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Zachary Ellis: Science and service go hand-in-hand

Zachary Ellis

Zachary Ellis grew up knowing he’d one day be a Mountaineer. The Renick, West Virginia native also knew he wanted a future rooted in service to his home state. His road to WVU came via 4-H and WVU Extension, where he found the support and encouragement to follow his passion for science and research. Now, the intercollegiate biochemistry major at the Davis College of Agriculture, Natural Resources and Design and Eberly College of Arts and Sciences is conducting research into neurodegenerative diseases.

I do know one thing for sure—I want to stay here in West Virginia and work towards building a better future for our state. Growing up here, I’ve always had a community supporting me, and I want to make sure to return that favor.

Q: Tell us about your research.

A: As a member of Dr. Justin Legleiter’s biophysical chemistry lab, my research integrates knowledge and techniques from biology, chemistry and physics, focusing them on the study of neurodegenerative diseases, like Alzheimer’s, Parkinson’s and Huntington’s diseases. My research investigates biophysical changes associated with the progression of Huntington’s disease. To do this, I use atomic force microscopy to image morphological and mechanical changes in a C. elegans model of Huntington’s. These changes are known as biomarkers, and we use them to assess the potential of novel therapeutic strategies, in the hopes of improving treatment options for Huntington’s patients, which are currently very limited. 

Beyond the lab and technical skills I’ve picked up along the way, my experience as a researcher has been the most insightful of my career thus far. There’s a lot happening at the intersections of biology, chemistry and physics, and my research has enabled me to engage with those discoveries in a more meaningful way. I’ve found a sense of purpose through this work, and this experience has solidified my interests in a research career.

Q: What about research excites you?

A: I’ve always been fascinated by science, and I’ve always found purpose in service. Before joining the lab, I always pursued those two things separately. Research combines the best parts of both and allows my mind to work in a way that’s unlike anything else. I’m challenged to think about things differently, and to come up with new ideas and explanations for what we observe. At the same time, I know the work I’m doing could improve the lives of others and ultimately contribute to something larger than myself. When those two things come together, that’s my favorite part of research.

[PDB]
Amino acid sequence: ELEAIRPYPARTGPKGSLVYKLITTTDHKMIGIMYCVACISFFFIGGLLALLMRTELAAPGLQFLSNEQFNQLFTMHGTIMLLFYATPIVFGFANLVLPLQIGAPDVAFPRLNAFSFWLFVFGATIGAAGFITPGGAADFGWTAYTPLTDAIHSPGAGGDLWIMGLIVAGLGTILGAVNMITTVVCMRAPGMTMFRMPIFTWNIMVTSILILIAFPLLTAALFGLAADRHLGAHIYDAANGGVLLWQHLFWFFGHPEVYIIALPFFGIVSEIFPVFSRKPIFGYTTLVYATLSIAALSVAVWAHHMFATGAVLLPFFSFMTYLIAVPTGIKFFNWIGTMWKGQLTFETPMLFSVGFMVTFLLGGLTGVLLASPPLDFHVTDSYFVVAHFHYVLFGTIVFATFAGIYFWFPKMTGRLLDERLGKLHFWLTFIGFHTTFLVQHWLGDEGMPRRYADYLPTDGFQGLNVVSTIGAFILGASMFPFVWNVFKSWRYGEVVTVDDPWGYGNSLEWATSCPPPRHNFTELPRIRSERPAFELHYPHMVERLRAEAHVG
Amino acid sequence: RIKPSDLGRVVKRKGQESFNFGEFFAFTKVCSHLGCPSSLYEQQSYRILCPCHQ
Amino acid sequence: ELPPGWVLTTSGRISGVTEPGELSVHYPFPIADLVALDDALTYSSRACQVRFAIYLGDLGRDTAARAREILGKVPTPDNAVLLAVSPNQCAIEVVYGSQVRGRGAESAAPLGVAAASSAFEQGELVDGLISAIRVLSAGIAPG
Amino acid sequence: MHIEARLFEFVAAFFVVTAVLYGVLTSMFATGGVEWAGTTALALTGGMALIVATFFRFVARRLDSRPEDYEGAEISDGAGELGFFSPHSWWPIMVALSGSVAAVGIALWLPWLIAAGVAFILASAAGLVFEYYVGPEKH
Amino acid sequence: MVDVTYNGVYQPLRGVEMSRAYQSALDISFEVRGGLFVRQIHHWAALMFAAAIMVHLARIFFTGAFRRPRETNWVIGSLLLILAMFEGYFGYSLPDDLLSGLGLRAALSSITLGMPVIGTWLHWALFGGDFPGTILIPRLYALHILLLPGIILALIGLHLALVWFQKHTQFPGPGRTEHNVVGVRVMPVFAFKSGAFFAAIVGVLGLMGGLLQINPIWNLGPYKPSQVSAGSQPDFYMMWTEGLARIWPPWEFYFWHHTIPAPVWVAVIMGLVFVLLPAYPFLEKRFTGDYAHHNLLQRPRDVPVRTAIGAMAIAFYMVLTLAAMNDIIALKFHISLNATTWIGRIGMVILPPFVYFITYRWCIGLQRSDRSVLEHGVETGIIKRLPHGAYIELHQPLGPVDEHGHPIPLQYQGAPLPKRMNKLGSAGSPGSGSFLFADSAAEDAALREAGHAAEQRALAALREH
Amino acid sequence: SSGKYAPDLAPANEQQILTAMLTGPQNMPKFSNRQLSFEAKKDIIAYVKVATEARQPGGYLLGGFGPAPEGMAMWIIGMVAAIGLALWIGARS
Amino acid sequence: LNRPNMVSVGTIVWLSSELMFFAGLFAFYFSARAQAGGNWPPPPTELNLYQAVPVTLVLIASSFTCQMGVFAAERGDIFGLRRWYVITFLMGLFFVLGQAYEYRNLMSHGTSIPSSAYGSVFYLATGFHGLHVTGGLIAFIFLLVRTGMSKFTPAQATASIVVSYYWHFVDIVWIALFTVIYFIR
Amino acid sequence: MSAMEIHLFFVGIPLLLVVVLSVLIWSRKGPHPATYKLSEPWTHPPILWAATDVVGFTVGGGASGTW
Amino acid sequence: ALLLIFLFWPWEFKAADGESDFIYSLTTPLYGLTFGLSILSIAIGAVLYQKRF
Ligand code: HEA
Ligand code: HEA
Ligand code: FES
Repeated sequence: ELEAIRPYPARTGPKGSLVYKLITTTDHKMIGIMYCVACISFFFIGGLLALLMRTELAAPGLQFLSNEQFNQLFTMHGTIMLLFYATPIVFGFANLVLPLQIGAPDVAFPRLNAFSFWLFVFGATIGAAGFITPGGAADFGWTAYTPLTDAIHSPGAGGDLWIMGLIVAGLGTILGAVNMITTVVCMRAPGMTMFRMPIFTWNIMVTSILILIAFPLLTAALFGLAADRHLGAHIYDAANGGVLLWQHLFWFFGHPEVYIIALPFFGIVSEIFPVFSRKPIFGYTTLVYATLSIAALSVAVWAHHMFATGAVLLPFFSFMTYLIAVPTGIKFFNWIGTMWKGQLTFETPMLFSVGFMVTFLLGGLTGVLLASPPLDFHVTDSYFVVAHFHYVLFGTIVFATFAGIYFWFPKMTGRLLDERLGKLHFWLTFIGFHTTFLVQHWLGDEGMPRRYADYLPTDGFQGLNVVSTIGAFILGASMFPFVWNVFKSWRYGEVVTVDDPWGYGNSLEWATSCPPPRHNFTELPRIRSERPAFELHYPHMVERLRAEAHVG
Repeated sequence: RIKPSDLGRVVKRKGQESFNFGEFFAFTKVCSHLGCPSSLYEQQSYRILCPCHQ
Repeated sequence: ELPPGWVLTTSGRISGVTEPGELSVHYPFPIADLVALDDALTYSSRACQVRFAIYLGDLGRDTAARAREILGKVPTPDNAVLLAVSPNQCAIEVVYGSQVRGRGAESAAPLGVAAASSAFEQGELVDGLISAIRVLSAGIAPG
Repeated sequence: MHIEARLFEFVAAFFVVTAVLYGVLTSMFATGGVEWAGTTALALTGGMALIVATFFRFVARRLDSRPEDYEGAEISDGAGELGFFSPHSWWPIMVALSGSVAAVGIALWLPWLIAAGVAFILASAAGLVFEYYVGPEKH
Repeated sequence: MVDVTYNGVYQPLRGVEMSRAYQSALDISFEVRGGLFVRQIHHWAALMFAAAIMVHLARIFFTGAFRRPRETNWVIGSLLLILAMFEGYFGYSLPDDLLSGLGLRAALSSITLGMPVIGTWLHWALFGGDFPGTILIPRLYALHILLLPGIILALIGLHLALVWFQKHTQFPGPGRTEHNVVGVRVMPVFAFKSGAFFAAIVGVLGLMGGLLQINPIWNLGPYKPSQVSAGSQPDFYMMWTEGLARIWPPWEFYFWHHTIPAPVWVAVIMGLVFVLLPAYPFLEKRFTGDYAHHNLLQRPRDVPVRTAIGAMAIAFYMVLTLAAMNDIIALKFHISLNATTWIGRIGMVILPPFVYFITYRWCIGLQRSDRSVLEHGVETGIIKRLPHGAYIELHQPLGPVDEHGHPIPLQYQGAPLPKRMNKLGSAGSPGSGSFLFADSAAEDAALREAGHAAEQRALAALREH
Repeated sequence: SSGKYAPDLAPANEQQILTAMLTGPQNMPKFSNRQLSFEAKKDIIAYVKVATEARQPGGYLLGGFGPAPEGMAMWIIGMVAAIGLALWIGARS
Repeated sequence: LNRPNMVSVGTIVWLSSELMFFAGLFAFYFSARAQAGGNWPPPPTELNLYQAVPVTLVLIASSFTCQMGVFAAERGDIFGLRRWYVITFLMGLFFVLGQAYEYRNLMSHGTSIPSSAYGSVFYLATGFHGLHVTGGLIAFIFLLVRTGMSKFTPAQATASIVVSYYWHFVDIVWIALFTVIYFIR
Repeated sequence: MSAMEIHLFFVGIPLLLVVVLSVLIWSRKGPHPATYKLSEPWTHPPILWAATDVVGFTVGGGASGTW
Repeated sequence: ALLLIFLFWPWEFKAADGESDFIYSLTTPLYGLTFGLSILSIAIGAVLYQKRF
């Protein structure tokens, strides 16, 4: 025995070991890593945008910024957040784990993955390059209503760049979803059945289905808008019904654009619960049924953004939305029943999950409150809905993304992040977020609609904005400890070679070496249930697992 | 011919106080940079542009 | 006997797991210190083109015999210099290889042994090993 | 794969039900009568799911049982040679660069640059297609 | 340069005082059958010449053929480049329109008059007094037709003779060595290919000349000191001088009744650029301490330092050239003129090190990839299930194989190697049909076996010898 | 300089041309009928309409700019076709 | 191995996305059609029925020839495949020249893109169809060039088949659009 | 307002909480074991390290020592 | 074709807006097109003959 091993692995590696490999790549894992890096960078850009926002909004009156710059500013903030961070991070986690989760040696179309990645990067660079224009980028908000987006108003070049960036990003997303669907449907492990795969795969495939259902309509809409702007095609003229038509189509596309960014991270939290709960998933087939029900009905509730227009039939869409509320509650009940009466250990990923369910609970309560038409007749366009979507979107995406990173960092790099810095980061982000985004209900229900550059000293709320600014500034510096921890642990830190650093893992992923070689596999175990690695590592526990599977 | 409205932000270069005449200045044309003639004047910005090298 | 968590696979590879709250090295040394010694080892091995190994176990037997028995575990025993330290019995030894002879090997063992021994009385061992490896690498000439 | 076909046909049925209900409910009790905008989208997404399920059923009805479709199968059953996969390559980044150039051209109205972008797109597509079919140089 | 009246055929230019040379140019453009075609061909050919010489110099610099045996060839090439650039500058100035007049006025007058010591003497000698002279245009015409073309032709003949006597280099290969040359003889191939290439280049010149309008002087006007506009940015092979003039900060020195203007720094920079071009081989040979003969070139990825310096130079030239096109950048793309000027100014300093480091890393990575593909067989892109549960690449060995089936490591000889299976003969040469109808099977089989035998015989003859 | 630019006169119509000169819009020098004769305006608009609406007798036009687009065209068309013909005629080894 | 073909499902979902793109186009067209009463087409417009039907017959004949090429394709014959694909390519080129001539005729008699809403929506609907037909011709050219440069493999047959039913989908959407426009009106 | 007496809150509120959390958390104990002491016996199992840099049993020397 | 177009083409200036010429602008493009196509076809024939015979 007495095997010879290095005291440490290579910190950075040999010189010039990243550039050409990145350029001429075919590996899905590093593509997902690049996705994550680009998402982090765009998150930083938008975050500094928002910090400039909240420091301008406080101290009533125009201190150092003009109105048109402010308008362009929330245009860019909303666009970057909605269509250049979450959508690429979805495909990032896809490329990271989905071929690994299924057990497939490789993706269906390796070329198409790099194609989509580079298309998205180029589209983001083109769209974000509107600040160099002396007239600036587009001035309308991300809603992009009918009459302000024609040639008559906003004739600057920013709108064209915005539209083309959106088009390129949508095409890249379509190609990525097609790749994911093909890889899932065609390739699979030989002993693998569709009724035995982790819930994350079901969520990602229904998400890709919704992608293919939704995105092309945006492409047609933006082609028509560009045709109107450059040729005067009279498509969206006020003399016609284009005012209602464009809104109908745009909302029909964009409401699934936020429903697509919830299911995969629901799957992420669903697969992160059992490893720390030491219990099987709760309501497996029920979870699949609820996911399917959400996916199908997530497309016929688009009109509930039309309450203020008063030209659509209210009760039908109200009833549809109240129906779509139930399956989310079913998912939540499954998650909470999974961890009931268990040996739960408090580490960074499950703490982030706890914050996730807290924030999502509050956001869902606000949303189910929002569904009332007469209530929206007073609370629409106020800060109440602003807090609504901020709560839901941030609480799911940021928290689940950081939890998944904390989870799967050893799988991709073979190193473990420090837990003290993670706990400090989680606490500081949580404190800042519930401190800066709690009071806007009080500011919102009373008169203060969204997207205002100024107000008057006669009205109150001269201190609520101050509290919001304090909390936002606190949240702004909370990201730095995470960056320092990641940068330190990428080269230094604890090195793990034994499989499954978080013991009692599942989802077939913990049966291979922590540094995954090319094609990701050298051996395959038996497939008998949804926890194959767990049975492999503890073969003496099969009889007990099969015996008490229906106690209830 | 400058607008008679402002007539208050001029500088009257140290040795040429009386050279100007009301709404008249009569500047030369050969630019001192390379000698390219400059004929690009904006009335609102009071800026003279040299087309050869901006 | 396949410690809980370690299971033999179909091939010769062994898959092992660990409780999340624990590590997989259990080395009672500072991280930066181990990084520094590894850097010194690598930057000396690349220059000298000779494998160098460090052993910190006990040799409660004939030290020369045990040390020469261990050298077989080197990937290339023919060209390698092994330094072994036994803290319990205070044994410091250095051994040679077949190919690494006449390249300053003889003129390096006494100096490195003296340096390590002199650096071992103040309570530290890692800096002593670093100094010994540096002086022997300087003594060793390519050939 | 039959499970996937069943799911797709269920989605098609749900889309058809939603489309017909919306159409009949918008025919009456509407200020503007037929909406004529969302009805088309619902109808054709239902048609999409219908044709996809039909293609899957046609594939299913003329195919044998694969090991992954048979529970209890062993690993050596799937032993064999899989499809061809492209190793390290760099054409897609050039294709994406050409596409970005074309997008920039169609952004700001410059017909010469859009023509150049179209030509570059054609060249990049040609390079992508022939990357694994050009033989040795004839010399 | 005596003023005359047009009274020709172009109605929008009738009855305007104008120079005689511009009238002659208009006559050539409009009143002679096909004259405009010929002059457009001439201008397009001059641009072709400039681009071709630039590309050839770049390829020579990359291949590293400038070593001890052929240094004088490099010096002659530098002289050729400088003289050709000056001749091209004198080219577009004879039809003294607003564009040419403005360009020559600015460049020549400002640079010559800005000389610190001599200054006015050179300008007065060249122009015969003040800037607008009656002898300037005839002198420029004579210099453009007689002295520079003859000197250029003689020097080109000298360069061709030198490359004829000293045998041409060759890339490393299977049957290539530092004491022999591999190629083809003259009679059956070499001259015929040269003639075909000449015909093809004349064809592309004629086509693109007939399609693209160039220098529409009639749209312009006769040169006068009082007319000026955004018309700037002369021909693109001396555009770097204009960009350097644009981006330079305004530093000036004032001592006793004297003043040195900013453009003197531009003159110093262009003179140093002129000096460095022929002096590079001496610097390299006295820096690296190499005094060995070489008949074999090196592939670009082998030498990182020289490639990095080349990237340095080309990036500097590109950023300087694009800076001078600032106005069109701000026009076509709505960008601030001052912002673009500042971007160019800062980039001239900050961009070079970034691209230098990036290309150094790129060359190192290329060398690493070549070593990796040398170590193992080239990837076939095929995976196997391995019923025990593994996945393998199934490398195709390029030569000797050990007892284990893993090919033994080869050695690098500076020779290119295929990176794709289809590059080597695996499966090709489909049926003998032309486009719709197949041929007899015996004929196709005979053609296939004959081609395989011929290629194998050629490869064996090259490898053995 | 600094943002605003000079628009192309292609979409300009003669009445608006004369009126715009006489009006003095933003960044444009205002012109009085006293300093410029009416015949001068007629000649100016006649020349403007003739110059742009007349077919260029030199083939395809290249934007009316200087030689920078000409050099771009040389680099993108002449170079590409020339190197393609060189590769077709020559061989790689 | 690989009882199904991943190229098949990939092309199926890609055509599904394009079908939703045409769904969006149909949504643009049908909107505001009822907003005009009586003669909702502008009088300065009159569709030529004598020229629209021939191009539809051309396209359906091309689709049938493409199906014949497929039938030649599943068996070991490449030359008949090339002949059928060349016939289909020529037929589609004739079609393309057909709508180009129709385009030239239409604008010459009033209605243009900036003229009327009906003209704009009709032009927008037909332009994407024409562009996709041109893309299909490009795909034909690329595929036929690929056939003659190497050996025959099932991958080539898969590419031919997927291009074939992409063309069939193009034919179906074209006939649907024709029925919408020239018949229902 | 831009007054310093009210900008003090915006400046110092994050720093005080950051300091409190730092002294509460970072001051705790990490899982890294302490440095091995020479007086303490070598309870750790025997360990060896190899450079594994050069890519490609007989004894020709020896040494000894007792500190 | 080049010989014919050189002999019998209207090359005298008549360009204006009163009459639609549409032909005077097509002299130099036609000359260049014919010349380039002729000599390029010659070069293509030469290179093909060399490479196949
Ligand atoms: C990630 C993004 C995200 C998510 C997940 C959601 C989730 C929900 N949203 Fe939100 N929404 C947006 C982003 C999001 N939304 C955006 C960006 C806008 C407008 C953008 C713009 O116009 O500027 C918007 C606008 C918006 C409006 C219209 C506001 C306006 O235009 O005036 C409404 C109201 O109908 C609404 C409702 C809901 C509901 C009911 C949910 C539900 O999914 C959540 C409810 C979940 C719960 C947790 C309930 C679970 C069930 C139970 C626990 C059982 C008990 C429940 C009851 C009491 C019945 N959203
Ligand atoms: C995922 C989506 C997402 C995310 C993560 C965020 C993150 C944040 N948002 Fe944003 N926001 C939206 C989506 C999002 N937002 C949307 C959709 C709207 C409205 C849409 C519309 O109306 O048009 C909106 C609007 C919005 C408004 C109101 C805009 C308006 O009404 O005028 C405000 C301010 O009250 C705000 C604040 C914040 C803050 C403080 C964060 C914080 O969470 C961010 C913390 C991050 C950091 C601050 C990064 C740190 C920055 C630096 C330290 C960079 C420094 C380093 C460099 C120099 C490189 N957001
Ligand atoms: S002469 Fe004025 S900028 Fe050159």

Q: What’s next after undergrad?

A: One of the great things about studying biochemistry is that there are so many opportunities available after graduation. I haven’t quite made up my mind on where I see the future taking me. For the time being, I’m planning on going to graduate school in the hopes of building a career as a researcher. I have a lot of research interests, but I’m most interested in the biochemical and biophysical bases of age-associated diseases. 

Aging is a major risk factor for a broad spectrum of diseases, including neurodegeneration. With a larger aging population than ever before, it’s of the utmost importance that we understand the cellular and molecular mechanisms involved in aging. From there, we can identify and develop novel therapeutic strategies to treat age-associated diseases and meet the diverse healthcare needs of an aging population. 

I do know one thing for sure—I want to stay here in West Virginia and work towards building a better future for our state. Growing up here, I’ve always had a community supporting me, and I want to make sure to return that favor.

Q: Where do you see your research making a difference?

A: West Virginia is no stranger to the health challenges associated with aging, and with an increasingly older population, it’s critical that we work towards improving accessibility to the best care available. Though only a small percentage of West Virginians are affected by Huntington’s disease, there are thousands of people across the world that could benefit from this research. Moreover, this work could offer insight into other neurodegenerative diseases, which affect millions of people worldwide.

Q: We hear you’re a bit of a juggler. Tell us more!

A: I learned how to juggle in elementary school! Though a bit less traditional, it’s a great way to build hand-eye coordination, and it’s an awesome fun fact to have. It does take some practice, but it’s a lot easier to pick up than you would think.

Written by Laura Roberts